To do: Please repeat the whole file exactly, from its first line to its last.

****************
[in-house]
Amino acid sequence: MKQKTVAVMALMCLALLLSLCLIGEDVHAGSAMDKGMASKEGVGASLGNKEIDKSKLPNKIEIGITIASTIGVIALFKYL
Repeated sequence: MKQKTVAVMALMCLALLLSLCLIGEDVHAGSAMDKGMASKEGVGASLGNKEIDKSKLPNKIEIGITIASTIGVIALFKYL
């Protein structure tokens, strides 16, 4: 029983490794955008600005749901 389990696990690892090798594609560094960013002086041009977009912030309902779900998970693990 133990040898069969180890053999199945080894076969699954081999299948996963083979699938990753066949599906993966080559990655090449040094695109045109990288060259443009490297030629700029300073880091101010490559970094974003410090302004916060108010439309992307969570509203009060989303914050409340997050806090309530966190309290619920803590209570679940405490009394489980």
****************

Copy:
[in-house]
Amino acid sequence: MKQKTVAVMALMCLALLLSLCLIGEDVHAGSAMDKGMASKEGVGASLGNKEIDKSKLPNKIEIGITIASTIGVIALFKYL
Repeated sequence: MKQKTVAVMALMCLALLLSLCLIGEDVHAGSAMDKGMASKEGVGASLGNKEIDKSKLPNKIEIGITIASTIGVIALFKYL
């Protein structure tokens, strides 16, 4: 029983490794955008600005749901 389990696990690892090798594609560094960013002086041009977009912030309902779900998970693990 133990040898069969180890053999199945080894076969699954081999299948996963083979699938990753066949599906993966080559990655090449040094695109045109990288060259443009490297030629700029300073880091101010490559970094974003410090302004916060108010439309992307969570509203009060989303914050409340997050806090309530966190309290619920803590209570679940405490009394489980």